In the wake of Switched On Bach, sales of modular systems peaked in 1969 before plummeting almost immediately after. Despite subsequent similar releases, the success of Carlos’s momentous work could not be replicated. With a surplus of parts to reckon with, RA Moog Co was in trouble. It was after Bill Hemsath found himself rooting around in the attic of Moog HQ, nicknamed the ‘synthesizer graveyard’ for its piles of broken hardware and retired components, that things would change.
It was Hemsath who first thought to try compacting a series of modules into a desktop format, complete with a sawn-off keyboard.
Upon seeing this miniature ‘Min A’ for the first time, Robert Moog was mildly interested at best. Unperturbed, Hemsath continued to develop his idea, enlisting engineers Jim Scott and Chad Hunt to develop a ‘Min B’. By early 1970 another version, the ‘Min C’, was in development. By this time the company was facing severe financial pressure. RA Moog Co needed to come up with a marketable solution fast. Taking matters into their own hands, Moog’s engineers conspired to turn their miniature oddity into an actual product and set about producing a fourth iteration of the Minimoog: the Model D. Despite initially baulking at the idea (and berating his team for going behind his back), Robert Moog came around. His company’s fortunes were about to change.
At 14 kilograms, the Minimoog Model D is anything but miniature by modern standards. But next to its modular predecessors in 1970, it felt positively pocket-sized. The evolution from A to D is palpable; the Model A essentially resembled a compact modular system stuck to a keyboard, the Model B then adopted an inclined, purpose-built front panel, and the Model C went on to settle on a layout that would come to characterise the subsequent Model D, including its signature hinged pop-up panel.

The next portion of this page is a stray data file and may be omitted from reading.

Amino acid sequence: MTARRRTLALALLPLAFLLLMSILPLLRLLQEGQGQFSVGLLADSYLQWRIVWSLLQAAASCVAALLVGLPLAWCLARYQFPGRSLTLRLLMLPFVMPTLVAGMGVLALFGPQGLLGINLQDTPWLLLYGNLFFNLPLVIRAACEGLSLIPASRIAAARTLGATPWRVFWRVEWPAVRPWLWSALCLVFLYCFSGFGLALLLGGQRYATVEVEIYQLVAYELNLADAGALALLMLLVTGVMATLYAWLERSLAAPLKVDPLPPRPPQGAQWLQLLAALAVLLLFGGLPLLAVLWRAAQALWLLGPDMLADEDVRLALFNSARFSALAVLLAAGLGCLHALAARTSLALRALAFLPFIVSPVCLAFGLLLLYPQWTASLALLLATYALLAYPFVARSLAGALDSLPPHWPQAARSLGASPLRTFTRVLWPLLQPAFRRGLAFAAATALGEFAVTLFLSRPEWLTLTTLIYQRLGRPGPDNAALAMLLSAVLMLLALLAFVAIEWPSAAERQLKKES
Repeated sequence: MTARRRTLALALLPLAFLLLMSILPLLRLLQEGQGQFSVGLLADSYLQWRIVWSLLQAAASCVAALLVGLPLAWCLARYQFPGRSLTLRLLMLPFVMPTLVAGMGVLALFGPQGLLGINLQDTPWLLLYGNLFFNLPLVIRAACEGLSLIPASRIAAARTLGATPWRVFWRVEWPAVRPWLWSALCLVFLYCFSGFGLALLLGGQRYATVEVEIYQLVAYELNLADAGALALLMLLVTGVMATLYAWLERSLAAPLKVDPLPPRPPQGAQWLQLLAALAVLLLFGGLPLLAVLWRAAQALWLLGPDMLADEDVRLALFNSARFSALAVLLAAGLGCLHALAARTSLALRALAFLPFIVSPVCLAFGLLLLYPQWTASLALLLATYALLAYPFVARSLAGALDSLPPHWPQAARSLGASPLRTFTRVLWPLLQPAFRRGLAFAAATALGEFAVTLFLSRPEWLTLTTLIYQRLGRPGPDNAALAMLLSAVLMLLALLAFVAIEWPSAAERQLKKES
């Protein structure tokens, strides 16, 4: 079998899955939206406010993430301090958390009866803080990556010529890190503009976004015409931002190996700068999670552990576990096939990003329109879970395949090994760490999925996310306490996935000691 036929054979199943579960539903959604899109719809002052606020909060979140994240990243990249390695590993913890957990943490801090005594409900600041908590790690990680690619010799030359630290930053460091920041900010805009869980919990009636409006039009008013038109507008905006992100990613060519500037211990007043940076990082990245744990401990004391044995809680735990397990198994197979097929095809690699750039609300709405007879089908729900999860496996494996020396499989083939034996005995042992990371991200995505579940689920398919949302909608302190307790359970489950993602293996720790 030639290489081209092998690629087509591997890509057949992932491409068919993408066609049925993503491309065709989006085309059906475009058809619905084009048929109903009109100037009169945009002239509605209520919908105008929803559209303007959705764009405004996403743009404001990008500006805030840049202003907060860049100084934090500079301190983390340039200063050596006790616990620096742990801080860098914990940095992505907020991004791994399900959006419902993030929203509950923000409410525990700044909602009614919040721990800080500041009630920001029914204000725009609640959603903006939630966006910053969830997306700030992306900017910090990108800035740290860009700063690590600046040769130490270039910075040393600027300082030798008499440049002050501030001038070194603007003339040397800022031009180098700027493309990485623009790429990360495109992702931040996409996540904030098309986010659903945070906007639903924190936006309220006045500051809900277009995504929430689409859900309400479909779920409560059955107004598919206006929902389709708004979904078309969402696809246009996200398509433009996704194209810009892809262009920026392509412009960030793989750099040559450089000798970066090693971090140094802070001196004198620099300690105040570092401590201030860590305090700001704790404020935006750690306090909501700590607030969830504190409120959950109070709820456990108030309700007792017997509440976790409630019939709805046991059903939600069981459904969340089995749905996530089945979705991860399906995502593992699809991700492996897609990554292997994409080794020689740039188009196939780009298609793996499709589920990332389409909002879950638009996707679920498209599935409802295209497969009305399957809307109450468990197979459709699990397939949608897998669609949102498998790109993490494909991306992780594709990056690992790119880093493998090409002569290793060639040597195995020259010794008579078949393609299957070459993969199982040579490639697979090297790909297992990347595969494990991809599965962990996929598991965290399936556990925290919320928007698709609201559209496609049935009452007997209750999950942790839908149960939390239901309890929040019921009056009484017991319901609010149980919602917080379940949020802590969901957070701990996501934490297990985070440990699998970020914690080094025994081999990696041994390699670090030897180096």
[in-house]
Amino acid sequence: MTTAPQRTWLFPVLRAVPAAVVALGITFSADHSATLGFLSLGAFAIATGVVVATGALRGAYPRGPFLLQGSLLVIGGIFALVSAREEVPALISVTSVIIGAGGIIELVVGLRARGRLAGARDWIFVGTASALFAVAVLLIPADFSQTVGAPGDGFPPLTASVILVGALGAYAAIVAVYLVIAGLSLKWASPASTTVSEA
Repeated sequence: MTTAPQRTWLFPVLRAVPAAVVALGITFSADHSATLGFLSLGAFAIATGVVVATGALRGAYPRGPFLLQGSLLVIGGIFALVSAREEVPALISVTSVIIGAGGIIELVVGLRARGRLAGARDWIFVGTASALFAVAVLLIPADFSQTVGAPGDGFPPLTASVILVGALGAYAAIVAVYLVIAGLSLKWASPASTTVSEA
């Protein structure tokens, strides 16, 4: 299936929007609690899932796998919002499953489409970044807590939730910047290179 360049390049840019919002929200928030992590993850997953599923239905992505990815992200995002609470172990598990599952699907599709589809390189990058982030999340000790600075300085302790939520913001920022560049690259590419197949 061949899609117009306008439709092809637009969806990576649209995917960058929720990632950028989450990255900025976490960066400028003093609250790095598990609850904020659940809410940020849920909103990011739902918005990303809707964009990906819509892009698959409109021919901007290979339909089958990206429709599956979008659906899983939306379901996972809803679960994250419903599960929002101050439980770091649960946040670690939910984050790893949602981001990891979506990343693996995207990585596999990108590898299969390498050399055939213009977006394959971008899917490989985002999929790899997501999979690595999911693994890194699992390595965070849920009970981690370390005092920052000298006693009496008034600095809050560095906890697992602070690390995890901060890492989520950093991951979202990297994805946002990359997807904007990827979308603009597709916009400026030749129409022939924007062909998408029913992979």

“The Model D is the distillation of a lot of processes,” says Will Gregory, “into a format that was accessible to more lowly musicians without the wall space or the budget for a modular synthesizer. My first experience of it was that it had this punch to it. There’s something about the speed of the attack that is huge. It’s also got these low and warm oscillators.
“It doesn’t sound like some of the other American synthesizers, the Arps or the Oberheims, or the Japanese, like Roland. What they don’t have that the Minimoog has is this low, animalistic punch. Then you’ve got your modulation wheel with a variety of waveforms you can modulate your basic sound with, including white noise. And when you use white noise as your modulation source you really are plugging into the Big Bang. It growls.”
Keyboard or no keyboard?
Back in the early 1960s, one of Deutsch’s most crucial contributions to Moog’s original synthesizer design would come to characterise the Minimoog and synthesizer design the world over.
“When Bob questioned me on whether the instrument should have a regular keyboard,” he said, “I told Bob, ‘a keyboard is a good idea. After all, having a piano did not stop Schoenberg from developing twelve-tone music and putting a keyboard on the synthesizer would certainly make it a more sale-able product!’”
The inclusion of a keyboard might seem unremarkable through the modern lens but, for Moog, it was by no means the obvious thing to do. Others, such as composer and co-founder of the Columbia-Princeton Electronic Music Center, Vladimir Ussachevsky, suggested Moog omit the keyboard design. Besides, on the other side of the USA, Don Buchla had not felt the need to include one on 1963’s 100 Series Modular Electronic Music System.